Gaussian Mixture Model: ValueError: pvals < 0, pvals > 1 or pvals contains NaNs

I’m struggling to sample from a Gaussian Mixture Model. I have a very simple example where there’s actually only one component (so, not actually a mixture). Then I fit it using standard normal data. However, the mixture’s weights end up being greater than 1 for the one mixture, causing an error:

import numpy as np
from sklearn.mixture import GaussianMixture

dataset = np.random.standard_normal(10).reshape(-1, 1)
mixture = GaussianMixture(n_components=1)
mixture.fit(dataset)
mixture.sample(10)
ValueError: pvals < 0, pvals > 1 or pvals contains NaNs

It’s evident to me that this is caused by the weights of the first component being greater than 1:

> print(mixture.weights_[0])
1.0000000000000002

This kind of seems like a bug. But maybe I’m doing something wrong here?

Answer

Although technically this seems to be a bug indeed, truth is that, as already explained in the other answer, the real issue stems from the fact that asking for a Gaussian Mixture with n_components=1 does not make sense from a modelling perspective; one could argue that an exception (or at least a warning) should be caused earlier, i.e. whenever a GaussianMixture(n_components=1) is requested. I guess it may be a design choice not to do so, but in any case this is arguably something to be discussed in the scikit-learn Github repo as a possible issue, and not here.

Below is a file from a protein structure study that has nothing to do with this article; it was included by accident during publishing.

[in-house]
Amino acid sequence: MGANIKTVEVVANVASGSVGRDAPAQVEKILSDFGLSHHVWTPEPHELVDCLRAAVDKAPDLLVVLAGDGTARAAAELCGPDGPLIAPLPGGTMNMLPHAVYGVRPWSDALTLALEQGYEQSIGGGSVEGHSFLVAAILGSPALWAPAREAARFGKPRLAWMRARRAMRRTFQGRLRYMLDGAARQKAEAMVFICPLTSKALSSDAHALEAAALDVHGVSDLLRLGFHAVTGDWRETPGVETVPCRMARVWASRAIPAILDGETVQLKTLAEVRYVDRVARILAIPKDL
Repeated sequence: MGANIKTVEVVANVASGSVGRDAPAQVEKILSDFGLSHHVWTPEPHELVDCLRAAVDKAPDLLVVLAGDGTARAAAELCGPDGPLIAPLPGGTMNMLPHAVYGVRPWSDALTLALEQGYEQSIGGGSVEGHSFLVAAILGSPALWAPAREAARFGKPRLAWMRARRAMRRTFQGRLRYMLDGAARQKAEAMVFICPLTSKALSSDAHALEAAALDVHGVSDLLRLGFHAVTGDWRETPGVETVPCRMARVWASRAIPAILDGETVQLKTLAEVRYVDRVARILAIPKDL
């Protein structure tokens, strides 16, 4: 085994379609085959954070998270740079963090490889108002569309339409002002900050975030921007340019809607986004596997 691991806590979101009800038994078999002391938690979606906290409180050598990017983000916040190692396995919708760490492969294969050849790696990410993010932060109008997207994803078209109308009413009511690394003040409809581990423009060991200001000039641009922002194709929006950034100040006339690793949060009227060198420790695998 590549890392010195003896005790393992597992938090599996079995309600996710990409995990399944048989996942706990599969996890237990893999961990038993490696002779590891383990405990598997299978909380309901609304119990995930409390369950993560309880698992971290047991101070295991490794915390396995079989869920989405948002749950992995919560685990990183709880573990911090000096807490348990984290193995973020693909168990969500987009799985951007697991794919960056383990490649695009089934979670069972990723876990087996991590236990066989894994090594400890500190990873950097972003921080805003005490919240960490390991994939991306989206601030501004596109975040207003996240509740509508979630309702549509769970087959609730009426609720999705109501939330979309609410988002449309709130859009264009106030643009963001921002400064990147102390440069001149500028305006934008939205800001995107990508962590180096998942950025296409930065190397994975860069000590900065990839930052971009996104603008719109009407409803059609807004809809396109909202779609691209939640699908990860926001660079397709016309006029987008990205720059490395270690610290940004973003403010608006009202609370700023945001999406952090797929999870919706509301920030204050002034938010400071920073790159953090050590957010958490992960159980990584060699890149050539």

That said, a workaround here is pretty straighforward: in the special case when n_components=1, force mixture.weights_[0] to be equal to 1.0:

import numpy as np
from sklearn.mixture import GaussianMixture

dataset = np.random.standard_normal(10).reshape(-1, 1)
mixture = GaussianMixture(n_components=1)
mixture.fit(dataset)

mixture.weights_[0]
# 1.0000000000000002

mixture.sample(10)
# ValueError: pvals < 0, pvals > 1 or pvals contains NaNs

# force weight to 1.0:
mixture.weights_[0] = 1.

mixture.sample(10)
# result:
(array([[ 0.51371178],
        [ 0.1530927 ],
        [-0.56327362],
        [-1.22308348],
        [ 1.26889771],
        [ 1.11849849],
        [-1.47091749],
        [-0.41259178],
        [ 1.93872769],
        [ 0.26282224]]), array([0, 0, 0, 0, 0, 0, 0, 0, 0, 0]))

Apparently, there should not be any theoretical concerns here, since by definition the weight of a single component in a Gaussian mixture is 1.0; it is just that, as demonstrated in the other answer, in the limit of a low number of available samples, the GMM algorithm fails to give a weight of exactly 1.0 within the available machine precision.

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